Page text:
Gathering reminder of suicide’s reach

Shawano native tells of her struggles with depression, how cousin’s suicide woke her up
Lee Pulaski
City Editor

Those in the Shawano area dealing with grief had the opportunity Sept. 28 to gather with others battling back to be themselves again.

Reaching Out About Depression and Suicide held a gathering at the Shawano Civic Center where participants used hollowed-out pumpkins or mugs for succulent plant holders, enjoyed music and pizza, and lighted candles in memory of those they lost.

They also heard the story of Shawano native Jaime Lee, who talked about how her depression from the loss of her father when she was very young caused her to sleep 16 hours a day, and it was only from losing a close relative to suicide that she woke up after 10 years of sleeping to cope with her depression to reclaim her life.

“I still do suffer from anxiety, so for me, it’s better to be from the heart and casual like I’m talking to old friends,” Lee said.

Lee was only 2 when her father was killed by a drunk driver, but his passing still impacted her on a level so deep that she didn’t realize until she went to the University of Wisconsin-Eau Claire to study broadcast journalism and things started to “catch up” with her, she said.

“I started to notice my perfectionism coming through, my people pleasing, my worry being away from home,” Lee said. “I was on the news station there in college and I hated it because I had to be perfect. There was a teleprompter, and I couldn’t stutter, and I couldn’t say ‘um,’ and I couldn’t talk like I’m talking now.”

Despite her experience, Lee earned her degree, but instead of going into a career in television, she returned to Shawano, married her high school sweetheart and adopted a child. She felt at the time she had a great purpose being a mom, but when her son went to school, she felt her purpose was lost, and she began to sleep through the day.

“I secretly started sleeping, and no one knew it,” Lee said, saying she used her feeling of safety in the family home to avoid the buried grief from the loss of her father. “My drug of choice was sleep, and no one knew about it, because they’d see me out and about, so bubbly and positive. I was really struggling, because I didn’t have a purpose anymore.”

Lee became close to a cousin named Ryan and bonded through music and “alternative things,” she said, and utilized that connection to be open about how she was feeling.

“He was going through some life changes, as well, which I thought was just normal, that he was just anxious,” Lee said. “Secretly, he was struggling, too.”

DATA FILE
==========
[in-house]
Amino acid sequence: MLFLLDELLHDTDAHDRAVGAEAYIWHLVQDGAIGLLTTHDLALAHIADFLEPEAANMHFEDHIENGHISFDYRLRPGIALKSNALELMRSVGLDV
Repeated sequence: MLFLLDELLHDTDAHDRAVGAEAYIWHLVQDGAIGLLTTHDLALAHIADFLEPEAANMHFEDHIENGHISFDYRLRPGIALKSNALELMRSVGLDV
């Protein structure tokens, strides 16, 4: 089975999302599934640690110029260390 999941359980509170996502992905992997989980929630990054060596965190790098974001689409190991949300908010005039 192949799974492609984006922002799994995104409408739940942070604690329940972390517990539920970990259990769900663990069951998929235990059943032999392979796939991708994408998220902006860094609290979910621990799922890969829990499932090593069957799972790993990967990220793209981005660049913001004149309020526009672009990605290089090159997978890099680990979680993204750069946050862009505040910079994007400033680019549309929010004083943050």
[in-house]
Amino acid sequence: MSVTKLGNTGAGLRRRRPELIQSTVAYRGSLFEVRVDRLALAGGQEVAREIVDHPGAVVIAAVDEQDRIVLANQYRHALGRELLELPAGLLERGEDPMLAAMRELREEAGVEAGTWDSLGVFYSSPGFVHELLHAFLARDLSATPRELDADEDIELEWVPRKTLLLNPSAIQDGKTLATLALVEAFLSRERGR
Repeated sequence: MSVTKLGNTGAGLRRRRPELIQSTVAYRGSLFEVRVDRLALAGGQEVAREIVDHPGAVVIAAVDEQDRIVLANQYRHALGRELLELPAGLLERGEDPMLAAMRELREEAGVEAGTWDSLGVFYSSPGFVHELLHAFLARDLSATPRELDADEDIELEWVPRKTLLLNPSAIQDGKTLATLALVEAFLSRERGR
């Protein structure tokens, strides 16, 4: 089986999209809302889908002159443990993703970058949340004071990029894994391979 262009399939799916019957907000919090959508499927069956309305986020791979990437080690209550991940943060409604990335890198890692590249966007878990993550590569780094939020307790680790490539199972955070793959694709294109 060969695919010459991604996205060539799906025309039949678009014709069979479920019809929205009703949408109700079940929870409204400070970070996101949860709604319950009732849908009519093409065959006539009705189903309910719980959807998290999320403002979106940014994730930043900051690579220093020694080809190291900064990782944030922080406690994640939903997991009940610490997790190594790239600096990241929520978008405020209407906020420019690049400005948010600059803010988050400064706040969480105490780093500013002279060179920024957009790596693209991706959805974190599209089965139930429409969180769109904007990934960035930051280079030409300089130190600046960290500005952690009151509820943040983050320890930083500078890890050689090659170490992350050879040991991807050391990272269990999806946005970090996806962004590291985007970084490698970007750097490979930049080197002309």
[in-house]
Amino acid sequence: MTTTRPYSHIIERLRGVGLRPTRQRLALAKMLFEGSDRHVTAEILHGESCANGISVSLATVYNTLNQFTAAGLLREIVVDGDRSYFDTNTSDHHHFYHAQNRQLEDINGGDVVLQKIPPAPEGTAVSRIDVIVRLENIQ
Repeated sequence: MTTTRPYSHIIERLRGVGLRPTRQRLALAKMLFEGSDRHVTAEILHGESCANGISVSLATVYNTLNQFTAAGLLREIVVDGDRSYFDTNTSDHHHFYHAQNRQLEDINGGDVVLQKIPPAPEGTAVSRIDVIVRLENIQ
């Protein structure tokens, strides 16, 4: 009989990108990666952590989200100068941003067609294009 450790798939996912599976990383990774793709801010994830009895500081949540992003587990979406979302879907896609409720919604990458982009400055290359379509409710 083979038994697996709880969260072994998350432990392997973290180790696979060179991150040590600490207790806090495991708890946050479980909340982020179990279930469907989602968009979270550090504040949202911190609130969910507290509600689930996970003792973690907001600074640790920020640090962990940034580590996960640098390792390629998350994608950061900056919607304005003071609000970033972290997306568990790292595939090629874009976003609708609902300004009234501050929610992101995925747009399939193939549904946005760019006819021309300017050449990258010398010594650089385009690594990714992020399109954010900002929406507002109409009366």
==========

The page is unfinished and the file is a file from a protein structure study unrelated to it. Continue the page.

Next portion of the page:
About five years ago, as Lee was spending another school day in bed, she received a call and learned her cousin had committed suicide.

“It literally woke me up from my sleep — mentally, physically and spiritually,” Lee said. “I was heartbroken because of how much I loved Ryan and it hurt to know someone that I loved so much couldn’t love himself as much as I did. It woke me up to how I needed to take a look at my own mental health. I was secretly dying in bed.”

Lee believes she’s made a turn for the better by learning and teaching yoga, starting her Shawano News segments and telling her own story in the hope of helping others.

ROADS President Jenna Hesse noted the role of her group was to promote and educate about the resources available to people who are suicidal and/or dealing with depression.

“It’s a tough day, but it’s a day for us to come together to remember those that we loved, that we’ve lost and to support each other,” Hesse said.

Ellen Swedberg, who started ROADS over 20 years ago, noted that there is no one who has not been impacted by depression and suicide, whether it’s close friends or family or whether the depression comes from within.

“Mental health affects all of our families,” Swedberg said. “It’s out there. Suicide is becoming much more prevalent. Any time we can talk about it, educate about it or speak about it is a benefit to everyone.”

She added that suicide is non-discriminatory, and it doesn’t matter who a person is in life.

“It doesn’t matter who you are, if you’re male or female, rich or poor, black or white or green or orange or don’t know who you are,” Swedberg said. “It affects everybody. They say statistically, a suicide affects six people directly. Shawano has had one school principal that died by suicide, which affected probably 6,000 people. A doctor died by suicide, which is another 6,000 or 7,000 people.”